The last place you would probably expect to find a standup comedian would be in an Army uniform. But there I was for the better part of a decade, trying to make one of the most dangerous chapters of my life a laughing matter. Not because I didn’t take the Army seriously, much to the contrary. I took it very seriously, which is why when the laughter stopped I was in big trouble. Continue Reading →
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“As I look back on my four decades in business, I see that persuading customers, employees, shareholders, media, and partners through telling to win (storytelling) has been my single biggest competitive advantage.” Continue Reading →
Life has taught me the importance of telling my story. I can’t afford not to now. Sharing it, I discovered I had value and a purpose. A personal commitment to help others helped me learn that. In the process I affirmed myself. But that’s not where I started.
The little boy loved to play army with his friends. There were the battles, the victories and the teamwork. As he grew older, he dreamed of doing something meaningful with and for other people. So he enlisted. But he never dreamed he would feel intense isolation after the battles ended and the teams disbanded. He would be alone with flashbacks of fear, guilt and horror.
In the military culture, it made sense to subdue vulnerable feelings – they didn’t exactly promote survival. So the soldier learned a new and necessary habit: emotional silence.
He did not know it, but his brain – like everyone else’s brain – recorded and retained information for the new habit in the basal ganglia. This is where neuropathways are formed for repeated behaviors.
So, later as a civilian, when he wanted to change this habit and he thought of sharing some of his experiences, he found it difficult and seemingly impossible. Relationships suffered. He suffered.
Blessed with a strong intuition, he accepted an opportunity to meet with some vets. As they everrr soooo sloooowly opened up about their feelings, his mirror neurons – like everyone else’s mirror neurons in the group – were activated. These brain cells are believed to mirror the behavior of others, so the quiet observer feels as though he is the actor.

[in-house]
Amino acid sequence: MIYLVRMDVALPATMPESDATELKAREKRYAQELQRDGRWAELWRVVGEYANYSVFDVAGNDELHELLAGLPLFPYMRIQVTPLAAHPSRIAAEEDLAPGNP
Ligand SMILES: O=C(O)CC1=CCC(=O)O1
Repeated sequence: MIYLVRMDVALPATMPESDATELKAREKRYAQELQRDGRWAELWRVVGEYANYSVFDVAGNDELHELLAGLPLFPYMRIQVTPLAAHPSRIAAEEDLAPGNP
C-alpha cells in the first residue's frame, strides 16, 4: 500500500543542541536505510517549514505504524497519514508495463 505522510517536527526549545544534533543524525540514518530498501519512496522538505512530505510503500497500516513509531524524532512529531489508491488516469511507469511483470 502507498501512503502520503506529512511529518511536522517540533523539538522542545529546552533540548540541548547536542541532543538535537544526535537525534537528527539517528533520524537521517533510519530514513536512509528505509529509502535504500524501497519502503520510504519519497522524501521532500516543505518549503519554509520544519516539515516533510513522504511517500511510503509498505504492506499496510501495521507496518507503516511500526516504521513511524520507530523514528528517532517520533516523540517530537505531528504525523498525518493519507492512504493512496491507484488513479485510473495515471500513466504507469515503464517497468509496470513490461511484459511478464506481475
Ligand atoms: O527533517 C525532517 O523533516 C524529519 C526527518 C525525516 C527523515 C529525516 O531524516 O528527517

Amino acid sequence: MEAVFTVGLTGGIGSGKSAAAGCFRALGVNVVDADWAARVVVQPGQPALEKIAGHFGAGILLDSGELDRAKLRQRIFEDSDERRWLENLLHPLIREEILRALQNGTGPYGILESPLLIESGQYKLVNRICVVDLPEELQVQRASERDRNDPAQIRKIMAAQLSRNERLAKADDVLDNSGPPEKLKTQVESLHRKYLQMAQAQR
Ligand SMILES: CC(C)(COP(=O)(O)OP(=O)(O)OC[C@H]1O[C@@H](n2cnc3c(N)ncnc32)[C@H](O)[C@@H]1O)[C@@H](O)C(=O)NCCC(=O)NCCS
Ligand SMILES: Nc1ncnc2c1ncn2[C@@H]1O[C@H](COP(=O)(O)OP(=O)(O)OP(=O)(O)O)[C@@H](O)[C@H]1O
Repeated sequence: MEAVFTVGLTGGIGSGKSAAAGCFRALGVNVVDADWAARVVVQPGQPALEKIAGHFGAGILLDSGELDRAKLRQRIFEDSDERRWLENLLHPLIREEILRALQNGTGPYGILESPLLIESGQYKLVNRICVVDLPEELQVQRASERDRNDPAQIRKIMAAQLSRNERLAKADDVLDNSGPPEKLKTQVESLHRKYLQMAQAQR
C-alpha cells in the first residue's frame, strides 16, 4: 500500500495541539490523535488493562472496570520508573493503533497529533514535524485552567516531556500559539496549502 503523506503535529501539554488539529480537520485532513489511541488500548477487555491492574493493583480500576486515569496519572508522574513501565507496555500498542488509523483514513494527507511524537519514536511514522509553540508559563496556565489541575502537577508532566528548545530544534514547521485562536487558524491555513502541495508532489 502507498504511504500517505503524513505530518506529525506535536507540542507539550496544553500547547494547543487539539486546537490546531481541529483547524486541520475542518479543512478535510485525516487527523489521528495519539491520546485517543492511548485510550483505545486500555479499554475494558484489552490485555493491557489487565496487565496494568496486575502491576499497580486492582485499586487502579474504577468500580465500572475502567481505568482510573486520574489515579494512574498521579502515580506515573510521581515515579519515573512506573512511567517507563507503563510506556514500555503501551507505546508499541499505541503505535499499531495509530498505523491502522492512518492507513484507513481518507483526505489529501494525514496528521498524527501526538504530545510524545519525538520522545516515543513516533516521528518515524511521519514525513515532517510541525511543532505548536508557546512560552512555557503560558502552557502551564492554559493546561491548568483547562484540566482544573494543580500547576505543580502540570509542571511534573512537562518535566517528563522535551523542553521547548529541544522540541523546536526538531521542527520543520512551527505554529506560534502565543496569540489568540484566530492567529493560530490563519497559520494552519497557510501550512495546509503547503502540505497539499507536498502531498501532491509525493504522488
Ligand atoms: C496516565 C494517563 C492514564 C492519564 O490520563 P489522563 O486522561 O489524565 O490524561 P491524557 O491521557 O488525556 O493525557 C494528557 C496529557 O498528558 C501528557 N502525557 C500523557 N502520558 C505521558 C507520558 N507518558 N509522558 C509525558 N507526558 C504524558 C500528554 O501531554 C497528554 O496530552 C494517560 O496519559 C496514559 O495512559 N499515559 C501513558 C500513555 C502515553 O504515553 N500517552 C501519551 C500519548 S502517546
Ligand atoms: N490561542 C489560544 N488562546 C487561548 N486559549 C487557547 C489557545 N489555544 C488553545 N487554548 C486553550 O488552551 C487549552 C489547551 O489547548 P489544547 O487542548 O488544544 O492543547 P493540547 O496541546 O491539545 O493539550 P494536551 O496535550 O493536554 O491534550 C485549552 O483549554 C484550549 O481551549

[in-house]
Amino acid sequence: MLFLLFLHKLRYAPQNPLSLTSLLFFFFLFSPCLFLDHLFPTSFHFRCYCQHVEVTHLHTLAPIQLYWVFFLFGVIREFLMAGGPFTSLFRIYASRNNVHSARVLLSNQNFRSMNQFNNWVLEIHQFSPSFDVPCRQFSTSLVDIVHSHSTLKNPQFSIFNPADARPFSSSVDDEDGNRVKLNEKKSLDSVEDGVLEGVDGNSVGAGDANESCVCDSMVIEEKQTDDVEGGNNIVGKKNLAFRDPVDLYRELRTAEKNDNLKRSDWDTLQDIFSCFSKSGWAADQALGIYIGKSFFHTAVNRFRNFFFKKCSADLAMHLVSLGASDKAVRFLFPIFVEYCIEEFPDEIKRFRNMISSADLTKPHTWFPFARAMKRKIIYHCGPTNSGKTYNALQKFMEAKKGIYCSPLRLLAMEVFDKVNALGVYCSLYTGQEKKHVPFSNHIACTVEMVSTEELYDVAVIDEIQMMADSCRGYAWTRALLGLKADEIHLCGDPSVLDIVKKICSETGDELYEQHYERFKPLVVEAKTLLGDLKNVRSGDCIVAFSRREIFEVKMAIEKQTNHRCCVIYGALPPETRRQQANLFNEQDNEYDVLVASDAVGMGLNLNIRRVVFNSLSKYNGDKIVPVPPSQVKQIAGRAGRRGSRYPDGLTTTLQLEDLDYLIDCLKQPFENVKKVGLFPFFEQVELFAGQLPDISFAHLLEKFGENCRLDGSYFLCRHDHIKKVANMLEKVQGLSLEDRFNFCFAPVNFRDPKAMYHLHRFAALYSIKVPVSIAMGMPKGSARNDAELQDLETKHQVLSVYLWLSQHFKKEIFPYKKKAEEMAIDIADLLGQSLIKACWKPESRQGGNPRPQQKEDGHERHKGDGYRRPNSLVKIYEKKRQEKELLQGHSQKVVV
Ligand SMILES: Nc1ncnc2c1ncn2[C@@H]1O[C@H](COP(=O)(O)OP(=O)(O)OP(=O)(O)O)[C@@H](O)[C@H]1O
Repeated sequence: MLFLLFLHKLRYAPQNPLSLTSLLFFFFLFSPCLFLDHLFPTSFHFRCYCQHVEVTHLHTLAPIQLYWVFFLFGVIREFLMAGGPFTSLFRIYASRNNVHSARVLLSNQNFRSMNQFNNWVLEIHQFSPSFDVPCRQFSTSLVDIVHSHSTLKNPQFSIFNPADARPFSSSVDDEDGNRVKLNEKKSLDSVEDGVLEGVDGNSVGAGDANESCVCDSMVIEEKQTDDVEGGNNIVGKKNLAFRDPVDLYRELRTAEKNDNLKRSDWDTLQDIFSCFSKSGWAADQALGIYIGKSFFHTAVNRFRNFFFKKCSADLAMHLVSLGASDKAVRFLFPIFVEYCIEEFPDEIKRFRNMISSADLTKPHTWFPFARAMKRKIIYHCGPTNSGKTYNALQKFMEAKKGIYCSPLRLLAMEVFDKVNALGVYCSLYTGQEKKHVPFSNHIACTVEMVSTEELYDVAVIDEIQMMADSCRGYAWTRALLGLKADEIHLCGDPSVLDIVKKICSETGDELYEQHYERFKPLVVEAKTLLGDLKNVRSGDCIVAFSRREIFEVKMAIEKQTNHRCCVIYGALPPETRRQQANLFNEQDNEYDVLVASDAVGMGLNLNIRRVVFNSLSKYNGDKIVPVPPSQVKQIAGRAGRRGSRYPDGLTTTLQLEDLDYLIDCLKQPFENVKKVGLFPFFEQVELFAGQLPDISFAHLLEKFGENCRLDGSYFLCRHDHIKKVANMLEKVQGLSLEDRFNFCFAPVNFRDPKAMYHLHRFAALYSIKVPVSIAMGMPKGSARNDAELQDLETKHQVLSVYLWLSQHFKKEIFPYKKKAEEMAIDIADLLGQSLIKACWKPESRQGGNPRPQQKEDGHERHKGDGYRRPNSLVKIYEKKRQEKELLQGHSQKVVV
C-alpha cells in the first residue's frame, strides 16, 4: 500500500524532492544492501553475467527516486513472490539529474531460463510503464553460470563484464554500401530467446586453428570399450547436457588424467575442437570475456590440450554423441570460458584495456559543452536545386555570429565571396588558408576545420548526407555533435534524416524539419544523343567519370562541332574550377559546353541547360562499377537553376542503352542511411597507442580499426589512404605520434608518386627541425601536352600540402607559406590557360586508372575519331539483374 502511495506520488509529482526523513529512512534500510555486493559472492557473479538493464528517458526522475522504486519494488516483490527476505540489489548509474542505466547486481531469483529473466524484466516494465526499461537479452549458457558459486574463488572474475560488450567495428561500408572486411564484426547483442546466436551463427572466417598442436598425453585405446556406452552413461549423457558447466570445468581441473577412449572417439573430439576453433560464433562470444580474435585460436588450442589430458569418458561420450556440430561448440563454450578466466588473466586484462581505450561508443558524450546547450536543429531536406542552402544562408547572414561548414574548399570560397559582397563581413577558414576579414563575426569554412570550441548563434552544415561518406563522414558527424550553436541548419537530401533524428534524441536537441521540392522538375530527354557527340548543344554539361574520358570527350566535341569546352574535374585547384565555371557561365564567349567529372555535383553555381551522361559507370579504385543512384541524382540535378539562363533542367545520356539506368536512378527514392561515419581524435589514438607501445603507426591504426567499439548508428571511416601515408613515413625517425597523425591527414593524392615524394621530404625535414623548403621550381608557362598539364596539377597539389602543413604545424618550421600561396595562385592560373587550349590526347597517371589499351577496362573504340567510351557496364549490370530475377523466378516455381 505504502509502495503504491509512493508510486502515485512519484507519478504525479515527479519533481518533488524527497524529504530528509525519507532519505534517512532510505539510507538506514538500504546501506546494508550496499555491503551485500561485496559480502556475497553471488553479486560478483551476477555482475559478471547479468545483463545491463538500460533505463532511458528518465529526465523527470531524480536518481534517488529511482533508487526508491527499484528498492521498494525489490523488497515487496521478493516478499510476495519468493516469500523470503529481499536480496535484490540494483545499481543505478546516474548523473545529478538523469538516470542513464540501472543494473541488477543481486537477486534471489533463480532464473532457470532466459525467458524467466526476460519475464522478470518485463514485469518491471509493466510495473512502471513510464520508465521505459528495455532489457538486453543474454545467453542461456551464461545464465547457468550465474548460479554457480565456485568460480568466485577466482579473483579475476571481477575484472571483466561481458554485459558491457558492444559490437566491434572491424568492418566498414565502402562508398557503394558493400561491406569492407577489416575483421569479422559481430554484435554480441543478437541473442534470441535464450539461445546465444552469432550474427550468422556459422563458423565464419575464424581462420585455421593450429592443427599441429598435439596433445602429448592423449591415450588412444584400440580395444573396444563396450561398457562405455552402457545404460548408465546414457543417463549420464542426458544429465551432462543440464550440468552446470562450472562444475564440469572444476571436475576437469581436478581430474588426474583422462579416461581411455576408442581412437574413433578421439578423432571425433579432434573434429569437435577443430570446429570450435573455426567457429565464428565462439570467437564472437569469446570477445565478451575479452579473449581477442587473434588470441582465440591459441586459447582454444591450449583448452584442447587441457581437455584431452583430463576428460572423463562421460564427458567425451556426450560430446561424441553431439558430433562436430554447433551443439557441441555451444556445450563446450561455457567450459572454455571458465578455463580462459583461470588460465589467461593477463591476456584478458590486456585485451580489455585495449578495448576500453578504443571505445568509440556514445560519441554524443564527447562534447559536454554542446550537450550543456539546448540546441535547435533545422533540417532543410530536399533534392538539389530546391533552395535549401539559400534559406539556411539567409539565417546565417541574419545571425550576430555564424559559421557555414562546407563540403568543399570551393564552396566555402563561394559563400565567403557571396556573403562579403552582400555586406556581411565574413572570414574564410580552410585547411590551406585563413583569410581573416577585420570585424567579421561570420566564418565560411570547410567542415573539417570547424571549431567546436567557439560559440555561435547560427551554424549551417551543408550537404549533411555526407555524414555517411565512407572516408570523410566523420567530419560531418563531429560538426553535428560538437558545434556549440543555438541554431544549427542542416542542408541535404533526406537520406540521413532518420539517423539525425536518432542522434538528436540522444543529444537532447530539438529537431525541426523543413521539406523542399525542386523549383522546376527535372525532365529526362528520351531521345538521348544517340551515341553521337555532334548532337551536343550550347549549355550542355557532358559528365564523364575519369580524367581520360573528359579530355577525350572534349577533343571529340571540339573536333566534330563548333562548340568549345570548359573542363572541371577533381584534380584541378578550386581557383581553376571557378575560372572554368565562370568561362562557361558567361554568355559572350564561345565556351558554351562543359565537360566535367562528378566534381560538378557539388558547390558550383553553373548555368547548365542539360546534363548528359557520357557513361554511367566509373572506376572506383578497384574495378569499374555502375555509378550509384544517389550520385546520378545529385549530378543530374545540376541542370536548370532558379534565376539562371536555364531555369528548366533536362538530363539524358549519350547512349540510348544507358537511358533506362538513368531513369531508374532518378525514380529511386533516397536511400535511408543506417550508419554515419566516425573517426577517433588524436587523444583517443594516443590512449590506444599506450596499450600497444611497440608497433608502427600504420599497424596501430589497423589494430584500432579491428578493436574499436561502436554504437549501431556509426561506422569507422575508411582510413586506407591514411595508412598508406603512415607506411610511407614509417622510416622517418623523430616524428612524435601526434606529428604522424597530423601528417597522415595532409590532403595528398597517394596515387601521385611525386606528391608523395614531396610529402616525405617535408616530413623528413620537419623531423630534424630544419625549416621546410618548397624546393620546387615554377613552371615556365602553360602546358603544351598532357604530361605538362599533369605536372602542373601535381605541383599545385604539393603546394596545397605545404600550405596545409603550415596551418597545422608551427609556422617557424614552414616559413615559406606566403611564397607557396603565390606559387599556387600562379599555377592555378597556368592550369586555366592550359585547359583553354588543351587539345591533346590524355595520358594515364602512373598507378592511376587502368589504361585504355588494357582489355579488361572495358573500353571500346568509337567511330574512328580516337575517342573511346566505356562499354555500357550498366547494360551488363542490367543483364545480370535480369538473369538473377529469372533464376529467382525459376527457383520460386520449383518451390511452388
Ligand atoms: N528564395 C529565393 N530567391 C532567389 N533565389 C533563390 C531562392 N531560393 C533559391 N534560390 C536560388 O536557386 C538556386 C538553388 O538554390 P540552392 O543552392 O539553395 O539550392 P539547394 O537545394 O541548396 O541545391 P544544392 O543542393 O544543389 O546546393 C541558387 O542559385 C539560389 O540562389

He gradually saw and heard people who had similar and unique stories of horror, fear and guilt. Eventually, he felt that it was OK to share.
And guess what happened next?
In a safe and relaxing atmosphere, the childhood habit of teamwork and camaraderie overrode the adult habit of emotional silence. In other words, brain activity that is related to different habits – even opposite habits – can be remembered and rekindled by environments and situations when there’s a need for that specific habit. That’s what neuroscientist Ann Griel at the Massachusetts Institute of Technology tells us, and her work with habit formation won her the prestigious Vanderbilt Prize in Biomedical Science.
There’s more good news. The brain is flexible, or plastic, so people can deliberately reinforce helpful habits. And even in stressful times, those chosen habits will get triggered more easily and more often. For healthcare providers, educators and anyone else interested in behavior change, that’s the best news.
There’s one last point to remember: When you need to use narrative communication to tell a story to influence behavior change, decide on which emotions you want your audience to mirror. Is it compassion and love, or is it guilt and shame?
Narrative Communication to influence Behavior Change
Sharing Learning through Narrative Communication to Influence Behavior Change
It has been a painfully slow climb out of darkness. For a really long time, I allowed past traumas to run my life. Bad stuff happened. Years went by. I couldn’t get beyond it. That’s called stuck. And being stuck sucks. Continue Reading →
What by a beautiful moon this morning. The moon, I am inspired by how it was that we succeeded reaching it’s surface decades ago. Continue Reading →
Hi, I’m Dr. Gerard Gibbons, on-location in the Owens Valley, one of the most magnificent landscapes in the world. A good place to demonstrate how important perspective, memories and stories can be. Continue Reading →
Hello, I’m Dr. Gerard Gibbons with emotive storytelling.com with a few comments to share against the backdrop of this majestic scenery.
Storytelling was the hot topic at the most recent SXSW interactive conference in Austin, Texas. Continue Reading →
Let me ask you a question. What do these concepts have in common?
Prevention, compliance, marketing, sales, assertive communication, setting limits, and incentives.
Look closely. The commonality may not be obvious because they are each associated with diverse areas of endeavor including medicine, business, interpersonal relationships, morale building and parenting.
Give up? Continue Reading →
Tell me a story.
How often have you heard that? As a parent, no doubt you have – many times from your kids. Hello, I’m Dr. Gerard Gibbons founder of emotivestorytelling.com. There is always a tug on my heart when my little girl says daddy, tell me a story. And of course I love tell her stories. This is Emotive Storytelling. Continue Reading →